The pristine smoothness of its sumptuous surface has been destroyed, just as the purity of modernist abstract painting was destroyed in the 1960s.
Exquisitely resplendent and opulent in its stunning gilded surface, Rudolf Stingel’s Untitled from 2012 is at once visually seductive and conceptually complex – a deeply alluring example of the artist’s iconic electroplated works. Recycling fragments of the graffiti-ed insulation panels that lined the walls of his 2007 exhibitions at the Museum of Contemporary Art in Chicago and the Whitney Museum in New York, Stingel cast the sections in copper and electroplated the surfaces with gold. The reflective sheen of the gilded surface at first resists the gaze, like a mirror, as viewers are involuntarily aware of their presence in the face of the work. And yet upon closer inspection, the proliferation of marks and scribbles fracturing the glistening surface become increasingly prominent to both the eye and mind – their wayward vectors and perforations celebrating and memorializing the passage of time as well as the ghostly enigmatic gestures from a manifold of anonymous sources. Manifesting as a progressive form of abstraction, the present work encapsulates the very best of Stingel’s oeuvre that centres on the processes of creation and the cerebral interrogation of the tradition of painting.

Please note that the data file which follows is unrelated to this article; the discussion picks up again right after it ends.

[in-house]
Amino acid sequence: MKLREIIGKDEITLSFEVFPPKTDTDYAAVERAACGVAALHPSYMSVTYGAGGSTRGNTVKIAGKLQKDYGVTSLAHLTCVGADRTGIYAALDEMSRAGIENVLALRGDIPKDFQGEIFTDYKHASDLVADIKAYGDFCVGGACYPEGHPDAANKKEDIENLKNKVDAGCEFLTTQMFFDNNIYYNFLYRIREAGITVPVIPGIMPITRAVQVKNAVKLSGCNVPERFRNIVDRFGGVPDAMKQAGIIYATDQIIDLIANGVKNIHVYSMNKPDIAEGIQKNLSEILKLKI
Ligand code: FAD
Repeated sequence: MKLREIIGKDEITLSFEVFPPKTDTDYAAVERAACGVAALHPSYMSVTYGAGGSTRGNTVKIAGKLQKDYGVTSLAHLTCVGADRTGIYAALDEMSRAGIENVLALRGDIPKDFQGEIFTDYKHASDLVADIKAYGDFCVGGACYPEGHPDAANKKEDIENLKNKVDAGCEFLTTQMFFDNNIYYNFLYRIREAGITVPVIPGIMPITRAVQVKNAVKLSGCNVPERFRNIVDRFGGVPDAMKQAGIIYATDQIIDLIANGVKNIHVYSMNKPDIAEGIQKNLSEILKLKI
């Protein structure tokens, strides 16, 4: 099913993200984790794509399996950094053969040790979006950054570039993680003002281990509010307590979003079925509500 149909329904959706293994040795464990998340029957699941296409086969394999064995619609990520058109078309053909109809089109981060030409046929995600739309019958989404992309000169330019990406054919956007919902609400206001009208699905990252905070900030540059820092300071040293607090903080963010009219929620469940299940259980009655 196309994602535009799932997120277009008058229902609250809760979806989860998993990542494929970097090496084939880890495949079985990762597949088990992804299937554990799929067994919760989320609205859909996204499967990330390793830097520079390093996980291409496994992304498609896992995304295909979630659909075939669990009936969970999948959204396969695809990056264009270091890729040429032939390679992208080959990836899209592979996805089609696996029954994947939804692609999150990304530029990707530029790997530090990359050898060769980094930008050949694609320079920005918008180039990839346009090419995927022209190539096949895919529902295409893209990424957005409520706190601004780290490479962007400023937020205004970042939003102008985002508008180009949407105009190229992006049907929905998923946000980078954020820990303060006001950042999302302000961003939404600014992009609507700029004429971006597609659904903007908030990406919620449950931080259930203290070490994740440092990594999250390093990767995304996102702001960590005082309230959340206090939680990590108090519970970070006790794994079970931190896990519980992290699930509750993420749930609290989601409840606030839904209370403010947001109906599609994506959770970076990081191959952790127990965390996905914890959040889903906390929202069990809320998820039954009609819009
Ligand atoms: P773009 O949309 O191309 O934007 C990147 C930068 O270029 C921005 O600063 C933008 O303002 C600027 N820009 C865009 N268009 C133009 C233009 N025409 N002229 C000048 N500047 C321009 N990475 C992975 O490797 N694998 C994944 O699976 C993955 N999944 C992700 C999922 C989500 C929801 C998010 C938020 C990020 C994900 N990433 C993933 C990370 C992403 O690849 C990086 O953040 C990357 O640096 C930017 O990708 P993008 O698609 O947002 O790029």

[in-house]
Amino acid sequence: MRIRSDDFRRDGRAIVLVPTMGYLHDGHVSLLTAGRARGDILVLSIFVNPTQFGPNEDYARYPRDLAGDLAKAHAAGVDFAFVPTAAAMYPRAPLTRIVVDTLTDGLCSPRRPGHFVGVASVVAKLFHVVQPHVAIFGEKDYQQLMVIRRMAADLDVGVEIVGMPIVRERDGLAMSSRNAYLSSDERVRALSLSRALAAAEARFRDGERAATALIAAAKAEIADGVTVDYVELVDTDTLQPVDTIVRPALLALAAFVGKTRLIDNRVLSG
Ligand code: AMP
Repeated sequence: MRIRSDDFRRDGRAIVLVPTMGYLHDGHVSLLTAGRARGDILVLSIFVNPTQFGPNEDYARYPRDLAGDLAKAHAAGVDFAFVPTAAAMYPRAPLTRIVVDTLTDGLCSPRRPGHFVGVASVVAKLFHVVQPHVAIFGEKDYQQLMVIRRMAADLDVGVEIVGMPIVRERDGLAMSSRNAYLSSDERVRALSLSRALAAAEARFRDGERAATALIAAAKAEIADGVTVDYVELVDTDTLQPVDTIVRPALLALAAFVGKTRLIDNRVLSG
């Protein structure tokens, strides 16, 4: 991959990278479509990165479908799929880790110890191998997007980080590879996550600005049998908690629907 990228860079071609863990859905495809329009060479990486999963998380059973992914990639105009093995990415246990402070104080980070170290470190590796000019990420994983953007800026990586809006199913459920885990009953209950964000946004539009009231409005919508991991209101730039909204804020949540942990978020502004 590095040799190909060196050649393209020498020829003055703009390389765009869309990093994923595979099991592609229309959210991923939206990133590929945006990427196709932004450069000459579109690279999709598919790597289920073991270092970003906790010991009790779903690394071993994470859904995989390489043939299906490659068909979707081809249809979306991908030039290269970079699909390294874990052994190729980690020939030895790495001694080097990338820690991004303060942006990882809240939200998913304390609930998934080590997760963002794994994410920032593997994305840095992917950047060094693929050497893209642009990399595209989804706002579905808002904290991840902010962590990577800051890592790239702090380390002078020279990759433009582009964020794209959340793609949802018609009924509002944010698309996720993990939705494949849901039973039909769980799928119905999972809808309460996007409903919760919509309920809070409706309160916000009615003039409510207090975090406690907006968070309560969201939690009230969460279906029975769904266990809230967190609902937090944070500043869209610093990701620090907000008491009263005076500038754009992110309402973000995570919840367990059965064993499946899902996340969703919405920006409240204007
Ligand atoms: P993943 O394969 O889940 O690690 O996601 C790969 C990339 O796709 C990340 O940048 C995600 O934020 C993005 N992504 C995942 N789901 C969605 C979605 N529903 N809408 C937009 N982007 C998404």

Beginning his career as an artist in New York in the late 1980s, Stingel developed a line of inquiry that aligned with the concurrent backlash against neo-expressionist tendencies in painting, pioneering a process-focused approach to the medium. In 1989 he released his seminal Instructions: a limited-edition artist book that explained the process by which anyone could produce their own Rudolf Stingel artwork. The artist’s creative process behind the present series stems from his participatory installations debuted during his 2007 mid-career retrospective at the Museum of Contemporary Art in Chicago and the Whitney Museum. The installation comprised expansive aluminum-coated Celotex boards that lined the museum walls, onto which visitors were invited to imprint, scribble, and incise any kind of mark with any available material. Audience members rose to the occasion with pens, credit cards and even fingernails, adorning the walls with a lively riot of graffiti and etchings that ranged from scratches and perforations to drawings and inscriptions. It was this densely turbulent and richly expressive surface that Stingel harnessed as the mold for the present work: after the exhibitions ended, the artist preserved sections of the graffiti-ed panelling to be cast and electroplated, alchemically transforming the collective vandalizations into something new and valuable – a narrative of a transitory happening made permanent by means of Stingel’s intensive casting process.